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Gay Rights

References to same sex attraction among men and women have appeared in literature since the time of the Greek philosophers and poets. In about 600 B.C. Sappho was writing poetry to her female companions on Lesbos and in 360 B.C. Plato in Symposium relates a discussion on the nature of erotic love between two men.

 Early English responses 1376 to 1861

Responses to sexuality since antiquity have been largely cultural, focusing almost entirely on relationships between men, and driven by religious belief and social perception. In 1376 the English Parliament unsuccessfully petitioned Edward III to banish foreign artisans accusing them of the "too horrible vice which is not to be named". The first English legislation relating to same sex relationships was The Buggery Act introduced by Henry VIII in 1533. Abolished in 1553 it was reinstated by Elizabeth ten years later. From this time until 1861 English law proscribed the death penalty for this offence.

South Australian law reform 1859 to 1975

In the colonies of New South Wales and Tasmania seventeen people were executed for buggery between 1828 and 1863 [French, Camping by a billabong, pg.6]. Although South Australia by default also proscribed the death penalty for the crime of buggery, there were no executions, and in 1859 the South Australian Parliament passed An Act for consolidating the Statute Law in force in South Australia relating to Indictable Offences against the Person. Section 42 of that act decreed that "Whosoever shall be convicted of the abominable crime of buggery, committed either with mankind or with any animal, shall be imprisoned for life, with solitary confinement." This began a process of slow but steady amelioration of the penalties for buggery.

The Criminal Law Consolidation Act, 1876, Section 71 amended the penalty to "Whosoever shall be convicted of the abominable crime of buggery... shall be liable to be imprisoned for life, or any term not less than ten years, with hard labour, and maybe whipped."  Section 72 of the same Act added the crime of attempting to commit the "abominable crime of buggery", and allowed for imprisonment, "not exceeding ten years, with hard labour, and maybe whipped." The Criminal Law Amendment Act, of 1925 further reduced the penalty for buggery to a term of imprisonment "not exceeding ten years, with hard labour, and maybe whipped."  But this Act added a section (15) in which any,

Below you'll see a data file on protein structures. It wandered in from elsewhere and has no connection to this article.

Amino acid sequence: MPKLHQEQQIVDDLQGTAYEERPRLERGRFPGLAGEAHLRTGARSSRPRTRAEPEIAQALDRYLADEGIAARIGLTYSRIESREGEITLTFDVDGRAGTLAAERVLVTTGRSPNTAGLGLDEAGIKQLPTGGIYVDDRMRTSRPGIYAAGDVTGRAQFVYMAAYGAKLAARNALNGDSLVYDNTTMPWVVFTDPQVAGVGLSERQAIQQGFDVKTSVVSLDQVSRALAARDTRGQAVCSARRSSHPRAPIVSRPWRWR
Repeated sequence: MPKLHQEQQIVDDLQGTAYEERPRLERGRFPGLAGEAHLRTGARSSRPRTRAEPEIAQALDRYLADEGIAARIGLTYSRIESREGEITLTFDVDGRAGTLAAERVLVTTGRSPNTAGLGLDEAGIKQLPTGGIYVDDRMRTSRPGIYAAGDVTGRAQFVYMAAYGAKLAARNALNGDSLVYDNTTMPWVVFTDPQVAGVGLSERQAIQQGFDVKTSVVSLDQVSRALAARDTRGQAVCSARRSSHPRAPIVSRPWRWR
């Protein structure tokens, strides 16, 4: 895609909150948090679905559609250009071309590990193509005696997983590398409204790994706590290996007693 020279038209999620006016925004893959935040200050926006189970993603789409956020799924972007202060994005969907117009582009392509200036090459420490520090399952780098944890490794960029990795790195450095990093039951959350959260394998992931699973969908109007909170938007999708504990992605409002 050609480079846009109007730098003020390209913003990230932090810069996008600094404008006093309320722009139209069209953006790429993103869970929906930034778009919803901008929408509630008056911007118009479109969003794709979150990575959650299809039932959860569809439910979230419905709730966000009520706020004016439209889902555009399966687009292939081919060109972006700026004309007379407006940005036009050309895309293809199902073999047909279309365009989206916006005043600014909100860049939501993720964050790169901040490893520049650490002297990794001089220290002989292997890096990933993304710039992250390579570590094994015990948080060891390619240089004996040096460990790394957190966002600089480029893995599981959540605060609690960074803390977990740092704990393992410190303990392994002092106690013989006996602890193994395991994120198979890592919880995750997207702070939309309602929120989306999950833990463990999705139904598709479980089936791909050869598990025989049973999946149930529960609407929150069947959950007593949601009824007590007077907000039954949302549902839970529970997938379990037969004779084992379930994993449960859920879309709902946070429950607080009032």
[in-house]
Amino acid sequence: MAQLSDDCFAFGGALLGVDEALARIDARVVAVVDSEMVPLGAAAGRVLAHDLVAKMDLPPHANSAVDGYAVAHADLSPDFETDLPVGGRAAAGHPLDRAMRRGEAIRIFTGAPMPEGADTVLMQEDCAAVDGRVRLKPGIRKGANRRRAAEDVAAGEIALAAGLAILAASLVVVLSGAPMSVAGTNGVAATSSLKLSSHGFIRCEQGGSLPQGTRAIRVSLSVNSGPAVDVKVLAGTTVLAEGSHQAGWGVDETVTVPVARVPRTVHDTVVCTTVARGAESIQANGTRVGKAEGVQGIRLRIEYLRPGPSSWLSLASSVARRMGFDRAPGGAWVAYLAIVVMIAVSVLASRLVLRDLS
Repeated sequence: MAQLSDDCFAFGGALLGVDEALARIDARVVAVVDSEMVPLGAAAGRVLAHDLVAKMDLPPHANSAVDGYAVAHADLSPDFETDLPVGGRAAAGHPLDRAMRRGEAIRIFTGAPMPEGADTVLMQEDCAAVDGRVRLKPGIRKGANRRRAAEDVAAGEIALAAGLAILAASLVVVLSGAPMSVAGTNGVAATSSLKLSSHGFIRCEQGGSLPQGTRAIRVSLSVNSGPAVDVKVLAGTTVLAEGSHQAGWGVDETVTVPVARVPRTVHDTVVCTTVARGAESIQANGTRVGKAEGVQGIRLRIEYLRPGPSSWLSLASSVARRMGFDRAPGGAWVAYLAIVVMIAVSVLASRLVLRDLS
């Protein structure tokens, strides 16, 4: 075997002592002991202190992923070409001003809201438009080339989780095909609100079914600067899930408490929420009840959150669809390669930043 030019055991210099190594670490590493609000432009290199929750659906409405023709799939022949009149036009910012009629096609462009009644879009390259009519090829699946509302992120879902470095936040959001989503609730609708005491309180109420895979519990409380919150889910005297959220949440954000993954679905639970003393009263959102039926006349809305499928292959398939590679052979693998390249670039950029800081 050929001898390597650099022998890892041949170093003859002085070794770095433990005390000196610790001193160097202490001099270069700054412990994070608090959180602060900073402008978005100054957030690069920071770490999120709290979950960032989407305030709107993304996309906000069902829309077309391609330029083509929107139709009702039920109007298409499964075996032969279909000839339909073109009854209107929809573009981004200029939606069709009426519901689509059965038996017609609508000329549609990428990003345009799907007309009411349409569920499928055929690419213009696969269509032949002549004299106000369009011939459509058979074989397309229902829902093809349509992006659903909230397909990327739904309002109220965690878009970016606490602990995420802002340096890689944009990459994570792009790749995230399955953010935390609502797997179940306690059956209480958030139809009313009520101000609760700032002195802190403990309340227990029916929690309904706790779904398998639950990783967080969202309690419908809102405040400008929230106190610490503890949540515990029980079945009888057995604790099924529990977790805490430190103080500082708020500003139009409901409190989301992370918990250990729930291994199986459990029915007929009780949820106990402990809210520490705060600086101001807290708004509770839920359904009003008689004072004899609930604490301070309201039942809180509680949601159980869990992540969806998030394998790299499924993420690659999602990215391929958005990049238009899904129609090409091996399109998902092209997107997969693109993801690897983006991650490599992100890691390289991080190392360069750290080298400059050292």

male person who, in public or in private, commits or is a party to the commission of or procures or attempts to procure the commission by any male person of an act of gross indecency with another male person shall be guilty of a misdemeanour and shall be liable to imprisonment for any term not exceeding three years, with hard labour.

Apart from a minor amendment in 1935, the law remained largely unchanged for several decades, until two events worked to completely overturn the legislation. On June 2 1970 the Dunstan Labor government was elected, beginning a decade of social reform, and on May 10 1972, Adelaide University law lecturer, Dr George Duncan, was thrown into the Torrens River and drowned.

On 26 July 1972, Liberal MLC, Murray Hill, introduced a private members Bill to amend the Criminal Law Consolidation Act, 1935-1971. The amended Bill was passed and assented to on 9 November 1972, and changed the law to allow for the defence of a "homosexual act ... committed with another male person, in private", where "he and the other male person consented to the act and had attained the age of twenty-one years."

The following year the ALP Member for Elizabeth, Peter Duncan, introduced his Criminal Law (Sexual Offences) Bill into Parliament. This was passed in the Lower House but was defeated on two occasions in the Legislative Council. Duncan introduced a substantially unchanged Bill to the Parliament on 27 August 1975, where it was read a second and third time and passed, all on the same day, making South Australia the first state to decriminalise homosexual acts between consenting males.

Adelaide night life
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Beans Bar
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Beans Bar
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Bfriend
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Boiled sweets
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Boiled sweets
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Celebrate IDAHO : International Day Against Homophobia
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Cr. A.A. Edwards dies, aged 75
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Duncan Memorial
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Duncan report closed
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Equal opportunity achievement award
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Equal opportunity achievement award
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